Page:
31 May 2009

An Italian Moment

My dear friend of 22 years, Annee, has been visiting with a mutual friend, Richard, whom we met in Antigua. She wanted to find her grandmother's town, Santa Croce, in the next province of Molise to apply for her birth certificate. We're into having adventures so off we went with our map, Annee's newly acquired Italian language skills (from 3 weeks at school in Sienna) and our hope. With only one wrong turn, which ended us on a narrow dirt road where we met a nice young man who gave us directions, we came to a town close to her grandmother's and took a break to get caffé. In the town, 2 men argued about the best way to send us to Santa Croce di Magliano while we waited for our marching orders. Italians like a good argument and they were no exception! We followed the directions of the man who won and soon reached what turned out to be a good size town in this remote, rural province. Repairs are still being made on the damage made by an earthquake 7 years ago.
It's always a toss up whether or not places are going to be open after 12 so we hoped for the best as we located the Municipio at 1 pm. Well, it was open until 2 pm so Annee went in to meet Carlo to make application for the birth certificate. Carlo loved his work and took immediate interest in Annee's request since his mother had the same name as Annee's grandmother. "Hmmm, a curiosity" said he and went to work searching the large, hand written ledgers from the late 1800's. He not only found the right pertinent details but gave them to her then and there with his official seal. No application necessary- the real thing quickly and easily. She was walking on clouds as she came out with the precious document in hand and the memory of time with this helpful man. We had a picnic in her grandmother's town to celebrate and listen to the story.
John, in his sweetest and most generous self, suggested we go to Annee's grandfather's town 8 kilometers away since we were in the area. Anne was reluctant to ask this but was thrilled and off we went in search of another adventure.
When we got to Colletorto it was 3 pm and everything was closed up tight, including the Municipio. Scaffolding was everywhere from earthquake repairs in this town as well. Anne had resigned herself to just seeing his town as enough when we saw an open bar in the square. It had a gelato sign out front which caught my eye and I suggested we go there before our trip back (we've been doing serious gelato comparisons all over!). Anne tried out her language skills asking 2 local men about her cousin first and then her grandfather. She did great and they were talking animatedly in no time. After the mandatory argument between the 2 men, they told her not only was her grandfather's house still standing but that a distant cousin was living in it with his wife and it was a mere 300 meters from where we stood! "Go see it" they urged. Off we went and read the address labels on the mailboxes. Some were faded, however, and we couldn't find her grandfather's name which her cousin shared. We met a young man and asked him where the cousin lived. "I'll show you" and he pointed out #7. Annee rang the bell and a woman answered asking Anne who she was. When she heard about Annee's grandfather, her eyes filled with tears and she invited us all in.
Annee's Italian was put to the test as she told her story to Maria. Maria had been awakened from her mid-day nap and went to awaken her husband to tell him the amazing news of the visit of his distant cousin from America. Giovani is a retired teacher and was obviously thrilled at this rare event. We spent 2 hours sharing stories, history, language lessons, chocolates and making sweet memories not just for Annee and her cousins but for us as well. What a special thing to witness, be part of and get to treasure. Their gracious hospitality and warm, welcome was evident as just part of who they are. It ended in hugs and kisses and tears and thank yous all around. It was an Italian moment to be retold and savored for years to come.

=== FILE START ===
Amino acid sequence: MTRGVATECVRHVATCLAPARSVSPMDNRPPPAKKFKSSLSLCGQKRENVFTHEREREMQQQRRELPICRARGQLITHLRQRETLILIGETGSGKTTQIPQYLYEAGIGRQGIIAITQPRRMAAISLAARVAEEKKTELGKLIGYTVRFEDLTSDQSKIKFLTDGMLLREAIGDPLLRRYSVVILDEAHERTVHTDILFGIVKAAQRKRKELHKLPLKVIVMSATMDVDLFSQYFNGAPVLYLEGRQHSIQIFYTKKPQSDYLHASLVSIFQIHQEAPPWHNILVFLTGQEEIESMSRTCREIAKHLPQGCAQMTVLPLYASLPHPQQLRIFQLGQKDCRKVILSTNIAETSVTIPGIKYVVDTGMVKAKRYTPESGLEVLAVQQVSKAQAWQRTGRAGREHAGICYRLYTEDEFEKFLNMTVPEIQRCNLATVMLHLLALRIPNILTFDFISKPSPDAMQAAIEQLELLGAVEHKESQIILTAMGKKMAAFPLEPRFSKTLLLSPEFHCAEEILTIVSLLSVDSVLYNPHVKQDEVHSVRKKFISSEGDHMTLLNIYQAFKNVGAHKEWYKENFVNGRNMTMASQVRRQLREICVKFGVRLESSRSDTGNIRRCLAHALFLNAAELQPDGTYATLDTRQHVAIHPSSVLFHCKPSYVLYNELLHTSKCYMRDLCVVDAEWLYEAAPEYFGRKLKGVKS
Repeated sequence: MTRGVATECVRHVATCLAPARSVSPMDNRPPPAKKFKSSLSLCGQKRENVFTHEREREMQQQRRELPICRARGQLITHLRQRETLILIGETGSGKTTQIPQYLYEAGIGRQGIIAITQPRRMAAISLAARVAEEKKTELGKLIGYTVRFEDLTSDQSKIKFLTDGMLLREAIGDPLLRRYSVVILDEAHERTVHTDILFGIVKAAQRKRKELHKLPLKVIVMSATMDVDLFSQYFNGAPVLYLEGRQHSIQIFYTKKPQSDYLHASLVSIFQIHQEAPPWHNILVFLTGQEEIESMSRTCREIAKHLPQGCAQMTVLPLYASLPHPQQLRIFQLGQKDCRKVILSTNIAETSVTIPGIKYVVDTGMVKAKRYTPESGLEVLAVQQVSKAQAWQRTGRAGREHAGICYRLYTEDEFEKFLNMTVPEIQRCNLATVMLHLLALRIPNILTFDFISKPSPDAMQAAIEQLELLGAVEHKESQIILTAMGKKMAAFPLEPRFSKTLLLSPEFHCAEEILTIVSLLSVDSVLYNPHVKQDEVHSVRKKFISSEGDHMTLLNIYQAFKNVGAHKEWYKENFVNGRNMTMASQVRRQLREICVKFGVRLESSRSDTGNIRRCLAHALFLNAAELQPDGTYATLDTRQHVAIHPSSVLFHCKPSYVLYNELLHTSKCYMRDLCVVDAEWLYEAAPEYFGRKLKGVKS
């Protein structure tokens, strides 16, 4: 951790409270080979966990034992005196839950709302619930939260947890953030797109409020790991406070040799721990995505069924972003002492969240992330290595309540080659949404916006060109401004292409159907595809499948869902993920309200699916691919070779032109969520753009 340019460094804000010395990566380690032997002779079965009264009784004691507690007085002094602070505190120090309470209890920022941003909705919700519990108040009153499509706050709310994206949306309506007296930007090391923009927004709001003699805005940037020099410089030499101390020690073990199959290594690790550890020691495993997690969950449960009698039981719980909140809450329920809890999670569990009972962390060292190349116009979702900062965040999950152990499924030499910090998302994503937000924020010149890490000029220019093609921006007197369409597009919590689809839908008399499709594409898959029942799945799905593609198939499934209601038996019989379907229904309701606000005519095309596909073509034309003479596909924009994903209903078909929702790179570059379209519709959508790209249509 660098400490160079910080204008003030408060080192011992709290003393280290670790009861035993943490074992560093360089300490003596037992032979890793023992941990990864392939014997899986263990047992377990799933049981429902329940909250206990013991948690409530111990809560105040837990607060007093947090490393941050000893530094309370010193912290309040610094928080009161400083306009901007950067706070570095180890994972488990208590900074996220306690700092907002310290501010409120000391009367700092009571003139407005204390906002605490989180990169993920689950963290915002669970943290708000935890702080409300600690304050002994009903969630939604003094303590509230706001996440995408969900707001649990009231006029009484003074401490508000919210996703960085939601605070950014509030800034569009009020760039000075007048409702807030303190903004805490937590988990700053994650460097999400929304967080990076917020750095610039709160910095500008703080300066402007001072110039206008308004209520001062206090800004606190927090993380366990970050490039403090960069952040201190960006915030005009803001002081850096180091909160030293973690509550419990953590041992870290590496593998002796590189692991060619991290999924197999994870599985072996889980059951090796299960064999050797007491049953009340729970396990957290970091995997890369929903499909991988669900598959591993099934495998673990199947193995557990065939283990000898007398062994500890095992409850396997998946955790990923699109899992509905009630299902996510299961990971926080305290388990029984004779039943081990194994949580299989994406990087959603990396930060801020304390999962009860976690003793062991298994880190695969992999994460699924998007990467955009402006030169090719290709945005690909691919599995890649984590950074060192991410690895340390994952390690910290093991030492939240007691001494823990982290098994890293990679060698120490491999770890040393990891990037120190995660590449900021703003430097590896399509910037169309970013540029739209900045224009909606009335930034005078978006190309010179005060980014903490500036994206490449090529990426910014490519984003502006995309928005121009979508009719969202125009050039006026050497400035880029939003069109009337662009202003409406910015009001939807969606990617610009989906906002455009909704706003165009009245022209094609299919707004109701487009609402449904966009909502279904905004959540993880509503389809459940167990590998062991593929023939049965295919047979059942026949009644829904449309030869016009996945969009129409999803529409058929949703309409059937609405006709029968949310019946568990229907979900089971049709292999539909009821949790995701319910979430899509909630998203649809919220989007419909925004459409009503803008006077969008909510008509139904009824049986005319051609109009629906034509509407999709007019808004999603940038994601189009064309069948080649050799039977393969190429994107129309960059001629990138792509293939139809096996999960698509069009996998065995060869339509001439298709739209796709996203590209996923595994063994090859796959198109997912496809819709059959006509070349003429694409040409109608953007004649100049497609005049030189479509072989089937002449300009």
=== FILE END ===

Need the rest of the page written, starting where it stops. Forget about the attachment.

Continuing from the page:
It also made me realize the magic of being able to speak the language well and I signed up for intensive lessons myself!

19 May 2009

Support Groups

I went to a gathering of women today who get together twice monthly to share caffé, ideas, pertinent info and general support. What a difference a support group makes! These women are from the US, England, Scotland and The Netherlands. All speak English and are fluent in Italian so they're great role models as well as potential friends. Made me realize for the umptieth time how important we women are to each other. How our support of each other enhances our joys and lessens our fears, both practically and emotionally.
I'm reading a book: "Grandmothers Counsel The World" by Carol Schaefer. It's an amazing collection of stories of 13 indigenous grandmothers who gathered in 2004 to teach, share their wisdom and reaffirm the right relationship of all things. It's so on point for my search just now and is speaking to me as another grandmother seeking my role as elder. These women, too, experienced the power of gathering together and speaking their truth to one another, supporting one another and directing their collective wise vision to their community.
This evening, John and I are dining with a "Slow Food" group that goes to restaurants that serve fresh, reasonably priced, local food served in traditional ways with local wines. It started here in Italy and has spread all around the world. What a great idea. What a great potential place to meet like minded friends.
Today made me hopeful, happy and grateful.

18 May 2009

An Amazing Day

Yesterday was an extraordinary day. I've been going with our friends, Emily and Enzo, on an outing each weekend to surrounding cities or towns to get acquainted with our region of Abruzzo. Yesterday we went to an ancient Romanesque church near Ortona, 1 hour south of us, named San Giovanni in Venere (Venere is Italian for Venus) which got its name because it was built in the 500's over an even older pagan temple dedicated to Venus. I could feel the spiritual energy as I joined the centuries of pilgrims before me. The sandstone carvings by the doors and its triple apse were awe inspiring. Hand painted tiles on the underside of the roof were simple but striking in design. Set among pine trees on undulating hills, the sea can be seen in the distance. The oldest olive tree in Abruzzo is situated on the side of the hill in front of the church in a grove written about by the Romans and is considered a monument.
While we were strolling the grounds we came upon some volunteers putting out lunch for a trekking group who were scheduled to end their hike on an overlook next to the church. They offered us freshly picked fava beans which can be eaten raw and peasant bread drizzled with olive oil. "No, thank you" quickly got turned to "okay, just a little" by their friendly encouragement to try this simple, delicious food and we ended up with cheese and wine along with the bread and beans. We shared introductions and stories about where we were from (with Enzo filling them in our our story) and had good laughs at their amazement that anyone would move from the caribbean or from America to Abruzzo.